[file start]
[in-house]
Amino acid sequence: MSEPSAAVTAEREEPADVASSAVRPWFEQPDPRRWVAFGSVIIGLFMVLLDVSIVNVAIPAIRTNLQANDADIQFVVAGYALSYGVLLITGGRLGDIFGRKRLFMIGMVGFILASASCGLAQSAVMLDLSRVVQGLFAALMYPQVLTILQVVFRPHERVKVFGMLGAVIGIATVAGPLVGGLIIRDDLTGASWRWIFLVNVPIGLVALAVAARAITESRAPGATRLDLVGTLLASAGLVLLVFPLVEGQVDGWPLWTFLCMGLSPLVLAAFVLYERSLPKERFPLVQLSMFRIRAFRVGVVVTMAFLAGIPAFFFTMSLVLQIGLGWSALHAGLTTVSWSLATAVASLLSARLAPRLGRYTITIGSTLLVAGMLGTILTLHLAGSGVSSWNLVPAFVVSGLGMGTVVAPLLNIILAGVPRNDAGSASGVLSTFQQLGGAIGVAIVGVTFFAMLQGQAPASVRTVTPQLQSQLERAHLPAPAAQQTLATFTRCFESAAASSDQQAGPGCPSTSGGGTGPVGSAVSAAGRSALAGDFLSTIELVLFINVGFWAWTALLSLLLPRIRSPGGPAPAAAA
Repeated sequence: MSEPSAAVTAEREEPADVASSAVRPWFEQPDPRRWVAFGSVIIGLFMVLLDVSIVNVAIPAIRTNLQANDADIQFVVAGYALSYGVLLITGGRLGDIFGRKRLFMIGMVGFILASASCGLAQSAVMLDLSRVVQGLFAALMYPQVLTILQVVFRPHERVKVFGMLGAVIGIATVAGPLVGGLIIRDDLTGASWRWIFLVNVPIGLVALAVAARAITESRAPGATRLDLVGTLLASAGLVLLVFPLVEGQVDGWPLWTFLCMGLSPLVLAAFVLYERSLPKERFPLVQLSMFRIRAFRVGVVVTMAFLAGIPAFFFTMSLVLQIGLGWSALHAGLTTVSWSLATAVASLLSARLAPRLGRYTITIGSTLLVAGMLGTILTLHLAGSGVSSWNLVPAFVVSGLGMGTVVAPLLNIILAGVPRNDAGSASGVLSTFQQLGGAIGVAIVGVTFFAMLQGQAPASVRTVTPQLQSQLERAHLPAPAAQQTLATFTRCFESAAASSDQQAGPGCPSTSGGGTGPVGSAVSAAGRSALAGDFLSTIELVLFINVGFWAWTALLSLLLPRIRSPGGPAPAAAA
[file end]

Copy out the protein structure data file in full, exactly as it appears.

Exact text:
[in-house]
Amino acid sequence: MSEPSAAVTAEREEPADVASSAVRPWFEQPDPRRWVAFGSVIIGLFMVLLDVSIVNVAIPAIRTNLQANDADIQFVVAGYALSYGVLLITGGRLGDIFGRKRLFMIGMVGFILASASCGLAQSAVMLDLSRVVQGLFAALMYPQVLTILQVVFRPHERVKVFGMLGAVIGIATVAGPLVGGLIIRDDLTGASWRWIFLVNVPIGLVALAVAARAITESRAPGATRLDLVGTLLASAGLVLLVFPLVEGQVDGWPLWTFLCMGLSPLVLAAFVLYERSLPKERFPLVQLSMFRIRAFRVGVVVTMAFLAGIPAFFFTMSLVLQIGLGWSALHAGLTTVSWSLATAVASLLSARLAPRLGRYTITIGSTLLVAGMLGTILTLHLAGSGVSSWNLVPAFVVSGLGMGTVVAPLLNIILAGVPRNDAGSASGVLSTFQQLGGAIGVAIVGVTFFAMLQGQAPASVRTVTPQLQSQLERAHLPAPAAQQTLATFTRCFESAAASSDQQAGPGCPSTSGGGTGPVGSAVSAAGRSALAGDFLSTIELVLFINVGFWAWTALLSLLLPRIRSPGGPAPAAAA
Repeated sequence: MSEPSAAVTAEREEPADVASSAVRPWFEQPDPRRWVAFGSVIIGLFMVLLDVSIVNVAIPAIRTNLQANDADIQFVVAGYALSYGVLLITGGRLGDIFGRKRLFMIGMVGFILASASCGLAQSAVMLDLSRVVQGLFAALMYPQVLTILQVVFRPHERVKVFGMLGAVIGIATVAGPLVGGLIIRDDLTGASWRWIFLVNVPIGLVALAVAARAITESRAPGATRLDLVGTLLASAGLVLLVFPLVEGQVDGWPLWTFLCMGLSPLVLAAFVLYERSLPKERFPLVQLSMFRIRAFRVGVVVTMAFLAGIPAFFFTMSLVLQIGLGWSALHAGLTTVSWSLATAVASLLSARLAPRLGRYTITIGSTLLVAGMLGTILTLHLAGSGVSSWNLVPAFVVSGLGMGTVVAPLLNIILAGVPRNDAGSASGVLSTFQQLGGAIGVAIVGVTFFAMLQGQAPASVRTVTPQLQSQLERAHLPAPAAQQTLATFTRCFESAAASSDQQAGPGCPSTSGGGTGPVGSAVSAAGRSALAGDFLSTIELVLFINVGFWAWTALLSLLLPRIRSPGGPAPAAAA